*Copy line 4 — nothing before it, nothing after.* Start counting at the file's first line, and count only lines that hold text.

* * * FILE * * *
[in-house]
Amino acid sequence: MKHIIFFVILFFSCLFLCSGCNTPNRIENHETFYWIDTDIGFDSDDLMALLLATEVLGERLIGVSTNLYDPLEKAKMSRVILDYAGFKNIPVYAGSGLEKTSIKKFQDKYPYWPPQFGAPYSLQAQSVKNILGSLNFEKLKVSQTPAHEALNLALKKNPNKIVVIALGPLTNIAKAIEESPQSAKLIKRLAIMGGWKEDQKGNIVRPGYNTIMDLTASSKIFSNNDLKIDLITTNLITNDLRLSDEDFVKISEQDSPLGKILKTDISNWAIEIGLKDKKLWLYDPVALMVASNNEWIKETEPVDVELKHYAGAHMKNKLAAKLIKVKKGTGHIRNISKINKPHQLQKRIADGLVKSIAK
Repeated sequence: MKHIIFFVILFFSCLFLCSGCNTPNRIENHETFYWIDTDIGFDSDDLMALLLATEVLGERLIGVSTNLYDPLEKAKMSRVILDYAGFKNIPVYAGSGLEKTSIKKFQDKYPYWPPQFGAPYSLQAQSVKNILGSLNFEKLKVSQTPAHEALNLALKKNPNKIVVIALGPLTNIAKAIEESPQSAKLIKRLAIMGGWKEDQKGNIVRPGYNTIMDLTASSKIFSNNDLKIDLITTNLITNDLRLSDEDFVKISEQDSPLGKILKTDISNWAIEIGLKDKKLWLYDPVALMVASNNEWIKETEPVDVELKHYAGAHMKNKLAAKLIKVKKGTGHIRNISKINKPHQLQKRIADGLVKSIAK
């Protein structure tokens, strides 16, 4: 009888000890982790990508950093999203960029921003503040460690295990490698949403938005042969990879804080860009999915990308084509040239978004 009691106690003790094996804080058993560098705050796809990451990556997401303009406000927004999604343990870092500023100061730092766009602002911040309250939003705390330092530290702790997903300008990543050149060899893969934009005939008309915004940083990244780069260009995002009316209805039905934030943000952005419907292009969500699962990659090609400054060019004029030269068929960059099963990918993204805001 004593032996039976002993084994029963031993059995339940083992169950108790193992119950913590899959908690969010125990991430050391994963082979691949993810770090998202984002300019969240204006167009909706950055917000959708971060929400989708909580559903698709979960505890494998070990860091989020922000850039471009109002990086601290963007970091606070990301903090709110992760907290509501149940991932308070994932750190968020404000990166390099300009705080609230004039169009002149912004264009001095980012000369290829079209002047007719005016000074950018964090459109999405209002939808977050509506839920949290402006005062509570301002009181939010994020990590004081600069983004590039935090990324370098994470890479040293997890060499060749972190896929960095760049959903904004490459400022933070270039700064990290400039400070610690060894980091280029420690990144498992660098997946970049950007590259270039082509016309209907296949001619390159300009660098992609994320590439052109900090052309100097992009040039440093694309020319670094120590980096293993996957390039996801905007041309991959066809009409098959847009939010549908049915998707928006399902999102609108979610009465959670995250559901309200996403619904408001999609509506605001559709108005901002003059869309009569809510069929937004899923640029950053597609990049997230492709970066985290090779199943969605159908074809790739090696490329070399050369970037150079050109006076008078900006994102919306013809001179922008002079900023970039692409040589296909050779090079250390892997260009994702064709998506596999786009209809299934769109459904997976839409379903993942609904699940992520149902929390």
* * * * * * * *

């Protein structure tokens, strides 16, 4: 009888000890982790990508950093999203960029921003503040460690295990490698949403938005042969990879804080860009999915990308084509040239978004 009691106690003790094996804080058993560098705050796809990451990556997401303009406000927004999604343990870092500023100061730092766009602002911040309250939003705390330092530290702790997903300008990543050149060899893969934009005939008309915004940083990244780069260009995002009316209805039905934030943000952005419907292009969500699962990659090609400054060019004029030269068929960059099963990918993204805001 004593032996039976002993084994029963031993059995339940083992169950108790193992119950913590899959908690969010125990991430050391994963082979691949993810770090998202984002300019969240204006167009909706950055917000959708971060929400989708909580559903698709979960505890494998070990860091989020922000850039471009109002990086601290963007970091606070990301903090709110992760907290509501149940991932308070994932750190968020404000990166390099300009705080609230004039169009002149912004264009001095980012000369290829079209002047007719005016000074950018964090459109999405209002939808977050509506839920949290402006005062509570301002009181939010994020990590004081600069983004590039935090990324370098994470890479040293997890060499060749972190896929960095760049959903904004490459400022933070270039700064990290400039400070610690060894980091280029420690990144498992660098997946970049950007590259270039082509016309209907296949001619390159300009660098992609994320590439052109900090052309100097992009040039440093694309020319670094120590980096293993996957390039996801905007041309991959066809009409098959847009939010549908049915998707928006399902999102609108979610009465959670995250559901309200996403619904408001999609509506605001559709108005901002003059869309009569809510069929937004899923640029950053597609990049997230492709970066985290090779199943969605159908074809790739090696490329070399050369970037150079050109006076008078900006994102919306013809001179922008002079900023970039692409040589296909050779090079250390892997260009994702064709998506596999786009209809299934769109459904997976839409379903993942609904699940992520149902929390």